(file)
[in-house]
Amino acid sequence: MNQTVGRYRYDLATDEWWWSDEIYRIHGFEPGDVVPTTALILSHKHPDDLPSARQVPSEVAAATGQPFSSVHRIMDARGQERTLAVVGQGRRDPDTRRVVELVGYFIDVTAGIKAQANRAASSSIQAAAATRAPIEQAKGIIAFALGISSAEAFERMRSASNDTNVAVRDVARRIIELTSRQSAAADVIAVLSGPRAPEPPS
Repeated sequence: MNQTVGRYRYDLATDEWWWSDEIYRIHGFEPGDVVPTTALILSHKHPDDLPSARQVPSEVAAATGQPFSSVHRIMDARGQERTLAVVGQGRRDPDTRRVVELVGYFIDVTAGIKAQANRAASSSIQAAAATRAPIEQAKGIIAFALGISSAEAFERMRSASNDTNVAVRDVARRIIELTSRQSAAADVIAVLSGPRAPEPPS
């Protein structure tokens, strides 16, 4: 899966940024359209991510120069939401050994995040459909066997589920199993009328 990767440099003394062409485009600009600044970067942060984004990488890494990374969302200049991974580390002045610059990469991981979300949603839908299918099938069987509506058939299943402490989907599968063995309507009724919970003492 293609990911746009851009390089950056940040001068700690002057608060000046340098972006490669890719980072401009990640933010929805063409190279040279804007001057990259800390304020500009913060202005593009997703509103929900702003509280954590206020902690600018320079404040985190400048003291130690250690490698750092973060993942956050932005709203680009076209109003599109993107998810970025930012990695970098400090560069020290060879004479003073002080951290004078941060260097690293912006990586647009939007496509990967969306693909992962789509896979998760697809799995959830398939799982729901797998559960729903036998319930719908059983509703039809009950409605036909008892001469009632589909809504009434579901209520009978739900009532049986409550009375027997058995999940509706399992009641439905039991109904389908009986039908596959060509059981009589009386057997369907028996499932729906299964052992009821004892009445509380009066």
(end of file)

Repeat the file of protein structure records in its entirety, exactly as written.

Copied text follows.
[in-house]
Amino acid sequence: MNQTVGRYRYDLATDEWWWSDEIYRIHGFEPGDVVPTTALILSHKHPDDLPSARQVPSEVAAATGQPFSSVHRIMDARGQERTLAVVGQGRRDPDTRRVVELVGYFIDVTAGIKAQANRAASSSIQAAAATRAPIEQAKGIIAFALGISSAEAFERMRSASNDTNVAVRDVARRIIELTSRQSAAADVIAVLSGPRAPEPPS
Repeated sequence: MNQTVGRYRYDLATDEWWWSDEIYRIHGFEPGDVVPTTALILSHKHPDDLPSARQVPSEVAAATGQPFSSVHRIMDARGQERTLAVVGQGRRDPDTRRVVELVGYFIDVTAGIKAQANRAASSSIQAAAATRAPIEQAKGIIAFALGISSAEAFERMRSASNDTNVAVRDVARRIIELTSRQSAAADVIAVLSGPRAPEPPS
């Protein structure tokens, strides 16, 4: 899966940024359209991510120069939401050994995040459909066997589920199993009328 990767440099003394062409485009600009600044970067942060984004990488890494990374969302200049991974580390002045610059990469991981979300949603839908299918099938069987509506058939299943402490989907599968063995309507009724919970003492 293609990911746009851009390089950056940040001068700690002057608060000046340098972006490669890719980072401009990640933010929805063409190279040279804007001057990259800390304020500009913060202005593009997703509103929900702003509280954590206020902690600018320079404040985190400048003291130690250690490698750092973060993942956050932005709203680009076209109003599109993107998810970025930012990695970098400090560069020290060879004479003073002080951290004078941060260097690293912006990586647009939007496509990967969306693909992962789509896979998760697809799995959830398939799982729901797998559960729903036998319930719908059983509703039809009950409605036909008892001469009632589909809504009434579901209520009978739900009532049986409550009375027997058995999940509706399992009641439905039991109904389908009986039908596959060509059981009589009386057997369907028996499932729906299964052992009821004892009445509380009066």